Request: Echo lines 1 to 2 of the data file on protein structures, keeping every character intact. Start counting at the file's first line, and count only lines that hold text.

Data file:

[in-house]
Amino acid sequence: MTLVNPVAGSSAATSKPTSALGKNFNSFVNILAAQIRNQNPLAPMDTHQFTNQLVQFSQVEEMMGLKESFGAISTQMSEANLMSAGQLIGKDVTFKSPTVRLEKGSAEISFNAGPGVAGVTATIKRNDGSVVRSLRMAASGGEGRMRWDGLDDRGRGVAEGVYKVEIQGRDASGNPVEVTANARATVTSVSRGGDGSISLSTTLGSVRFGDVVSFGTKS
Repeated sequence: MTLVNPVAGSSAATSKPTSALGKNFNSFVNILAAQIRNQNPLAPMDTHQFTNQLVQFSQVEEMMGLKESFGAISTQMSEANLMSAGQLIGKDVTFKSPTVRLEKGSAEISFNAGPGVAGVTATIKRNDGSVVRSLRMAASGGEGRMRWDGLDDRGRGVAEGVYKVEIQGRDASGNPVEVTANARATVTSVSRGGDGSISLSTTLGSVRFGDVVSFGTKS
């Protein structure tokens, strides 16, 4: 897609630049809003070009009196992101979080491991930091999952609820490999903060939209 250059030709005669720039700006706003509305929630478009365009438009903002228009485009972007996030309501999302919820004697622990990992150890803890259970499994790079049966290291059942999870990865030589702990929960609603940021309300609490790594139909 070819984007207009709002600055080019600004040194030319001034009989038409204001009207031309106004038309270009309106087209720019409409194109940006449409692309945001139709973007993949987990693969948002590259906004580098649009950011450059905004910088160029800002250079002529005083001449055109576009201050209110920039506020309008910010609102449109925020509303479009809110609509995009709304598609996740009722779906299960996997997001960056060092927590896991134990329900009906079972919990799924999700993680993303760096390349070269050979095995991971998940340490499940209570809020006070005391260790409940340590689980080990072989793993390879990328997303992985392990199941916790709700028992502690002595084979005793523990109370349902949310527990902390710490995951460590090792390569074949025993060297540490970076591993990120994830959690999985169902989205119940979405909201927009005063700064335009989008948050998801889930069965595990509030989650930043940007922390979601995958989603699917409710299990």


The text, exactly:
[in-house]
Amino acid sequence: MTLVNPVAGSSAATSKPTSALGKNFNSFVNILAAQIRNQNPLAPMDTHQFTNQLVQFSQVEEMMGLKESFGAISTQMSEANLMSAGQLIGKDVTFKSPTVRLEKGSAEISFNAGPGVAGVTATIKRNDGSVVRSLRMAASGGEGRMRWDGLDDRGRGVAEGVYKVEIQGRDASGNPVEVTANARATVTSVSRGGDGSISLSTTLGSVRFGDVVSFGTKS